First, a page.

We just binge-watched The English, Amazon Prime Video’s compelling revisionist six-part Western series, as a tense chase reveals the most brutal aspects of the Old West – ones that are rarely acknowledged – like the genocidal consequences of Manifest Destiny.
The phrase Manifest Destiny was coined in 1845 to codify the belief that the United States was destined – by God – to expand its domination, spreading democracy and capitalism across the entire North American continent, supposedly justifying the forced removal of Native Americans from their homeland.
Emily Blunt plays Lady Cornelia Locke, an aristocratic Englishwoman, who guilelessly arrives on the post-Civil War frontier in 1890, fiercely determined to avenge the death of her teenage son. Toting a suitcase filled with fashionable gowns and a wad of cash, she’s seemingly fearless, yet evasive about secrets about her past that only gradually get revealed.
Cornelia’s arrival is not unexpected. In the first episode, she must cope with smarmy, supercilious Richard M. Watts (Ciaran Hinds), who serves her only disgusting prairie oysters.
Cornelia soon partners with a swaggering, if soulful member of the Pawnee Nation, Eli Whipp (Chaske Spencer), a former U.S. Army cavalry scout who is also on a vengeance mission to reclaim land that was his Indigenous birthright.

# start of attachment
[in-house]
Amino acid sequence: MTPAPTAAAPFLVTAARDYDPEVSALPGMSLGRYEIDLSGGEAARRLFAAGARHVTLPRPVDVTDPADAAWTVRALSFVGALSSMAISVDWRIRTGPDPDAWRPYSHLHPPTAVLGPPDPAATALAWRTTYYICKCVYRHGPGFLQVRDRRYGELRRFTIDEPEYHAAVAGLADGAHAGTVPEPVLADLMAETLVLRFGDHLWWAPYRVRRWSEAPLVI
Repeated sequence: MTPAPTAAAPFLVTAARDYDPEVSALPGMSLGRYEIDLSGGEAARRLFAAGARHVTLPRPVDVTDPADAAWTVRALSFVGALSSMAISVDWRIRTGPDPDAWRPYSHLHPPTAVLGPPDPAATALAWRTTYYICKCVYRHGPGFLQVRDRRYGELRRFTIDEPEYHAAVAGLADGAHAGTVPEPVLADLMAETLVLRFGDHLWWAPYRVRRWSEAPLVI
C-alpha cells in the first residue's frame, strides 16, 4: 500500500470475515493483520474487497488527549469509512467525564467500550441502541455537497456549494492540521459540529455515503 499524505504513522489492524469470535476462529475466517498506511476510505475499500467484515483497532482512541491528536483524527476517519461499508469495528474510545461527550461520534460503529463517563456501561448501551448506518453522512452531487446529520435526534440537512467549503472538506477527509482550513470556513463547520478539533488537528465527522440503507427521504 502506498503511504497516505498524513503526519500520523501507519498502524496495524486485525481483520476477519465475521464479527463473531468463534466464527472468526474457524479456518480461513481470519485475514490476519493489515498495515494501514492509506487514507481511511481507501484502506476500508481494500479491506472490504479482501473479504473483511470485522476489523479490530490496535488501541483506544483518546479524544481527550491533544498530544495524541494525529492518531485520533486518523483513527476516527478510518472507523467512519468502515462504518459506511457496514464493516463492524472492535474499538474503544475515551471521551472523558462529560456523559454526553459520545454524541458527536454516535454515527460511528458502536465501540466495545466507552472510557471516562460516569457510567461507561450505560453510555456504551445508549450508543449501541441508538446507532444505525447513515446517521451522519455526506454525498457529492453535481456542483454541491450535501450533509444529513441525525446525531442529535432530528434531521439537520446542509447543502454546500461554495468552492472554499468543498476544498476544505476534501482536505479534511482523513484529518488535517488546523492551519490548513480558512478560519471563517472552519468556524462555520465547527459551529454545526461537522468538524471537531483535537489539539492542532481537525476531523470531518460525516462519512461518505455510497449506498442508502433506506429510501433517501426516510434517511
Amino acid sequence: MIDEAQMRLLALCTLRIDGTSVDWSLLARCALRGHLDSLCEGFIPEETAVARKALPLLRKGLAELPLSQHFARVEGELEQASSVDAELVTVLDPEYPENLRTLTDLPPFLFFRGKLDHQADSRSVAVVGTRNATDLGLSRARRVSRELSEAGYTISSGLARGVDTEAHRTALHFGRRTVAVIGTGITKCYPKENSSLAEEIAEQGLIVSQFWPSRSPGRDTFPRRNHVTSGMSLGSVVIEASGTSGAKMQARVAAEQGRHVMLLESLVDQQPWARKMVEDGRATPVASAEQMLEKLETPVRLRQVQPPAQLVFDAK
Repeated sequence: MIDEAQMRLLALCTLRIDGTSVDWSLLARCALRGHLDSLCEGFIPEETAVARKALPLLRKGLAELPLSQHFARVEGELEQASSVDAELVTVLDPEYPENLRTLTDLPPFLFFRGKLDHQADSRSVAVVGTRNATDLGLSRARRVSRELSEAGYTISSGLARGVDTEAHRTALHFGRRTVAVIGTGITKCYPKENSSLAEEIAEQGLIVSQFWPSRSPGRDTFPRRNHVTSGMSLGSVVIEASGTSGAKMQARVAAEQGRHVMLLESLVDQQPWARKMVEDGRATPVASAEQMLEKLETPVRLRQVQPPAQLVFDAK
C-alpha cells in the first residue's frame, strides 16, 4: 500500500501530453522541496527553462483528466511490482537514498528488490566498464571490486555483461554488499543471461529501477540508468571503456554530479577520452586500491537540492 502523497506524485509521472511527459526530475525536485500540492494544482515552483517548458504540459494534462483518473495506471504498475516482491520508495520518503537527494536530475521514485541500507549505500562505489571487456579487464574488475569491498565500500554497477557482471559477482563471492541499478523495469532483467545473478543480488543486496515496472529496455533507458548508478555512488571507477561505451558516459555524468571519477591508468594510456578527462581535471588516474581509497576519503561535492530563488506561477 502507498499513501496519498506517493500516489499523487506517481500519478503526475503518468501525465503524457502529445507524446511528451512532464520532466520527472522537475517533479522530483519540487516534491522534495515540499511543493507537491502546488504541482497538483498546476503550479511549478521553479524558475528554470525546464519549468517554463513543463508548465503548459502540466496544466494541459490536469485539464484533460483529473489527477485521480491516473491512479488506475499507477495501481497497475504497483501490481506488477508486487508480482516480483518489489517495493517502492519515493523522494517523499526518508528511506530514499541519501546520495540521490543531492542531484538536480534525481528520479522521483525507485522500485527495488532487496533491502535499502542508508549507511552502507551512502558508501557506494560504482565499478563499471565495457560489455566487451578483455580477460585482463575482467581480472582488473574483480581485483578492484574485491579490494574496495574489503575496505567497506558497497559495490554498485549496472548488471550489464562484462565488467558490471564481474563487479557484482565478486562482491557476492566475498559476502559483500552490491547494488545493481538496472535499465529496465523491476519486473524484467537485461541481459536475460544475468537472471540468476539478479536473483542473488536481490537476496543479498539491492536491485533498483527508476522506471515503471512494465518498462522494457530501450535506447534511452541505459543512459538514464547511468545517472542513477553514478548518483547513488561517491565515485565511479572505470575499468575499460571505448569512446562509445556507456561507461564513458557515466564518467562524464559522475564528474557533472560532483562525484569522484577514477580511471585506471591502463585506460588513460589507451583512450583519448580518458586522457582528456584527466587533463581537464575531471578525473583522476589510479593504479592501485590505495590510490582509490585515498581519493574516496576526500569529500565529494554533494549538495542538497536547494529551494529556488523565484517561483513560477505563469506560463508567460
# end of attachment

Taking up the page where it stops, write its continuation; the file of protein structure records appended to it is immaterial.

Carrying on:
For different reasons, both are headed toward the fictional town of Hoxem, Wyoming. Although they come from diverse backgrounds, Cornelia and Eli soon realize how much they need one another to survive the physical and psychological challenges that lie ahead.
In a pensive moment, Cornelia tells him, “You and I – how we met – it was in the stars.”
There are villains aplenty. Particularly memorable are Nichola McAuliffe as ghoulish Black Eyed Mog, whose own backstory is horrifying, the ruthless bandit Kills-On-Water (William Belleau) and Cornelia’s insidious archenemy David Malmont (Rafe Spall), a swindling scoundrel.
British writer/director Hugo Blick (The Honourable Woman, Black Earth Rising) tells a shocking tale, adroitly collaborating with cinematographer Arnau Valls Colomer on stark, striking, sweeping visuals that evokes memories of Jane Campion’s The Power of the Dog.
Unfortunately, Blick’s pacing is uneven and the tone inconsistent, plus the jarring historical jumbling of various episodes dilutes narrative cohesion. Nevertheless, it’s ultimately enthralling.
On the Granger Gauge of 1 to 10, The English is an epic, elegiac 8, streaming on Amazon Prime Video.